Complete Streets is gaining traction in Toronto! In August 2014, Toronto City Council amended its Official Plan to include Complete Streets principles. And on October 7, 2014 over 400 city and agency staff gathered together for a landmark staff symposium to launch the process of developing Toronto’s Complete Streets Guidelines, as directed by Council in 2013, and to build a cohesive approach to the project.
The staff symposium took place on the day following TCAT’s Complete Streets Forum in the same location at Daniels Spectrum. Dr. Jeannette Montufar, an award-winning Canadian engineer described as revolutionizing the field of transportation engineering, was a keynote speaker for both the TCAT and the City of Toronto event.
We spoke with Adam Popper, Complete Streets Project Manager, Public Realm Section, Transportation Services, City of Toronto, about the symposium and the initiative so far.
Adam emphasized the importance of responding to Toronto’s unique challenges and opportunities in developing the guidelines. History, geography, politics, for example, will greatly influence the project. “Building common understanding and sharing perspectives from the outset of the Guidelines project is important to its development and uptake”, Adam says.
Adam also spoke of the excitement in working on this project “I am most excited about having approved guidance on how to allocate space on streets, for their highest and best use. With all the different public interests and limited space, this has been one of the most challenging aspects of street design in Toronto.”
TCAT shares this excitement, and looks forward to the next steps in the project. Read the full interview below.
TCAT Interview with Adam Popper, Complete Streets Project Manager, Public Realm Section, Transportation Services, City of Toronto
Q1. At TCAT’s Complete Street Forum on Oct 6th we learned of the consultant team selected to develop Complete Streets Guidelines for the City of Toronto and on Oct 7th over 400 city staff gathered for a staff symposium. Can you tell us the purpose and goals of the staff symposium?
The purpose of the City’s Complete Streets Staff Symposium was to introduce City and agency staff to the Guidelines initiative, as well as the newly hired consultants, and to build a common understanding of the initiative — how far we’ve come in building great streets, and where we’re going.
Q2. Why was the symposium a staff-only event?
There are many City and Provincial administrative interests on Toronto’s streets. We want to make sure staff are fully aware of the project and how it might impact their areas of work. We have a robust plan for public and stakeholder outreach, and we’re excited to roll that out as various elements of the Guidelines come to light. The City also consulted with dozens of stakeholders in setting up the project, so this isn’t new, but for many staff it is.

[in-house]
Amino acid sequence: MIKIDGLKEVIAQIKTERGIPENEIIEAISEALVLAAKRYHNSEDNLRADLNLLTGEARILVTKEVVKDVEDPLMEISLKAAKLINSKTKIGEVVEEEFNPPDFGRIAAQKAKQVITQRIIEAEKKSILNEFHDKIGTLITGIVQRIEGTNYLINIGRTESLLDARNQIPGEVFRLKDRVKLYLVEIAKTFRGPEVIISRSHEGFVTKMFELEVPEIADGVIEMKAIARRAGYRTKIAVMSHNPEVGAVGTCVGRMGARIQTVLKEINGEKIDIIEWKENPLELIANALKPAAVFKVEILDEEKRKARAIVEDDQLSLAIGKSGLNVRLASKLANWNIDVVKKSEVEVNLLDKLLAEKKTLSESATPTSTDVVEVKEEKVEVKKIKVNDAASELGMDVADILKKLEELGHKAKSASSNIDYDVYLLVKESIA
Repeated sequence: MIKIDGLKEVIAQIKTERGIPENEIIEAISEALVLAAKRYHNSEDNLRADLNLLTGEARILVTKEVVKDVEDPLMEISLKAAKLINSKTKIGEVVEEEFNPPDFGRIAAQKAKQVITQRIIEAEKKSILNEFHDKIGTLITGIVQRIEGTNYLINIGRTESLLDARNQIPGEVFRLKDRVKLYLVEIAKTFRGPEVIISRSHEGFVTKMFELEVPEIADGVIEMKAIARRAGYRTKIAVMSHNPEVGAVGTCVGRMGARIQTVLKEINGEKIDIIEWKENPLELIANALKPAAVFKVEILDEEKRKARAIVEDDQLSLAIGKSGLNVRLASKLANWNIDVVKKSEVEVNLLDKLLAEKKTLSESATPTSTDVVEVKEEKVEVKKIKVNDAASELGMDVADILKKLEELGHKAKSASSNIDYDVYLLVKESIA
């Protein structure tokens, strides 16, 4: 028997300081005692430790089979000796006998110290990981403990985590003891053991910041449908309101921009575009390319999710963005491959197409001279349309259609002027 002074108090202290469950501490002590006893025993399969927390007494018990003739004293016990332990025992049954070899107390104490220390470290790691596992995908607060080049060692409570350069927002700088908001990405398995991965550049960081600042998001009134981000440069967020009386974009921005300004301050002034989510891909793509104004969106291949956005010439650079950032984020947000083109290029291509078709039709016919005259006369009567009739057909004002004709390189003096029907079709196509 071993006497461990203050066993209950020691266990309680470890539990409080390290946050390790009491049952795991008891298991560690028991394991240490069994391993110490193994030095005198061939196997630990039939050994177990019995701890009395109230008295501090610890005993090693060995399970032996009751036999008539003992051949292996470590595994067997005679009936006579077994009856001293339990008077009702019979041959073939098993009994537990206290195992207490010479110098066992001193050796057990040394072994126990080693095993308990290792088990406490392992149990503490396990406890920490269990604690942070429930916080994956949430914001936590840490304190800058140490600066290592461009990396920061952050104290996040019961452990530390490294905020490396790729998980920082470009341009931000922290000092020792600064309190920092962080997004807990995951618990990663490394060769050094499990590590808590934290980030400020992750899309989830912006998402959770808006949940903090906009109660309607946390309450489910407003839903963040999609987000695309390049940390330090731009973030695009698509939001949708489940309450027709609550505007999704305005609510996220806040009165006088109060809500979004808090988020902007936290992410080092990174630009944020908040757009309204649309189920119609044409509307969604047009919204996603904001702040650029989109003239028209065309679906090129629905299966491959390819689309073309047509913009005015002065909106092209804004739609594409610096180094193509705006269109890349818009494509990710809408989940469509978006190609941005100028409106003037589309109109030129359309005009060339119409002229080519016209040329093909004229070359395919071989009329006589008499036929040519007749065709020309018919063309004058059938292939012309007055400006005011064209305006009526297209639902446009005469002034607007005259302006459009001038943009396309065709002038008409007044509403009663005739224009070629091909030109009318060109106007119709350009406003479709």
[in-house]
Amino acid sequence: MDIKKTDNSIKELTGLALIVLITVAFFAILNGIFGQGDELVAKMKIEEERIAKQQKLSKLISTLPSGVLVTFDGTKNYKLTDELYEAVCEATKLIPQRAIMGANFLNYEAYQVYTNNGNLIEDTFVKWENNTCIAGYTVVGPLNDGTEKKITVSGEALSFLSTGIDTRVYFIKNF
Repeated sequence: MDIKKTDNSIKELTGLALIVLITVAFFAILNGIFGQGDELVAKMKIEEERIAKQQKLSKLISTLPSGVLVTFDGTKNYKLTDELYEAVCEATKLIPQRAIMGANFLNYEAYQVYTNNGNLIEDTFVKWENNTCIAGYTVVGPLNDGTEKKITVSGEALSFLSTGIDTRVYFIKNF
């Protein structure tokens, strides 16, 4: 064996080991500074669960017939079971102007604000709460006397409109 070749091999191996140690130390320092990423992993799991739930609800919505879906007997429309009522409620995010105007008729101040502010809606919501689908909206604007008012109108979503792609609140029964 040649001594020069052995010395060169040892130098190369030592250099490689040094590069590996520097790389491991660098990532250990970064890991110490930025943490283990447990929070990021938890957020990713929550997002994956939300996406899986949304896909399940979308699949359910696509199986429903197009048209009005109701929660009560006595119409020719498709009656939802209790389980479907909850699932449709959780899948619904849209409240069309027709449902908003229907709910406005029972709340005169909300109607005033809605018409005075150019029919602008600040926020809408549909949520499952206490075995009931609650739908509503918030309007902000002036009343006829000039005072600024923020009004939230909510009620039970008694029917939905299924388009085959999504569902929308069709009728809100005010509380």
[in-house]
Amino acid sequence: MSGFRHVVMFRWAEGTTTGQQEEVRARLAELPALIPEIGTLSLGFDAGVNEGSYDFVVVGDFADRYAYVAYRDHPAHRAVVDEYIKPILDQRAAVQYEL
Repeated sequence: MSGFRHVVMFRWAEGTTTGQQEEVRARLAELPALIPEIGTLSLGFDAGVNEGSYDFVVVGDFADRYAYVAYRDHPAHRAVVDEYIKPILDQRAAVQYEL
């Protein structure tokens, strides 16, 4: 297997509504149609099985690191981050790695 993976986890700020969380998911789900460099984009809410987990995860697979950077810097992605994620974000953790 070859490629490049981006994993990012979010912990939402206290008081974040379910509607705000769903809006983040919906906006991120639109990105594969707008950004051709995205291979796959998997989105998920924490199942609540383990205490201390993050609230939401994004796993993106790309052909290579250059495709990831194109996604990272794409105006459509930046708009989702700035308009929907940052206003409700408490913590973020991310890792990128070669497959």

Q3. What can you tell TCAT News readers about the format of the event, and any highlights?
We had introductory speeches from the Chief Planner and the General Manager of Transportation Services, as well as guest speaker, Dr. Jeannette Montufar. All three set the tone, addressing why Complete Streets is a worthwhile endeavour. We also heard from the newly hired consultants, had table conversations and heard from a panel of other senior City officials. The second portion was delving into how it might be done. The whole event was wrapped up before lunch, but in a few short hours it injected some energy and plenty of understanding among divisional representatives.
Q4. How would you describe the momentum towards Complete Streets amongst your colleagues? What part of the Complete Streets Guidelines project are you most excited about?
I am most excited about having approved guidance on how to allocate space on streets, for their highest and best use. With all the different public interests and limited space, this has been one of the most challenging aspects of street design in Toronto. A lot of my colleagues share this excitement, though many others are just learning what Complete Streets is all about.
Q5. Toronto is not the first jurisdiction to develop such guidelines. Which cities, projects, and policies elsewhere have provided you with inspiration or best practices that you’d like to see in Toronto?
Every city is a little different. History, geography, climate, politics and existing policies (just to name a few) all contribute. It’s easy enough to like what Boston has done on their Guidelines, or how NYC is changing its streets to add more public space. Toronto’s Guidelines need to respond to our unique challenges and opportunities. Toronto recently joined the National Association of Transportation Officials (NACTO), and its Urban Streets Design Guide lays a strong foundation for the work we’re doing.
Q6. We know that our streets serve many functions to many users. What is the importance of collaborating with other city divisions and agencies at this stage? What are the challenges (and opportunities) with such extensive collaboration on this type of document?
There are over 30 City and provincial divisions and agencies responsible for, or interested in, streets. To truly approach designing street for all users and uses, we have to have a full understanding of all the variety of divisional and agency interests including transportation, city planning, public health, engineering and construction, water, economic development, TTC, and the list goes on. It’s safe to say, these interests don’t always line-up perfectly, even though we all share similar goals. Building common understanding and sharing perspectives from the outset of the Guidelines project is important to its development and uptake.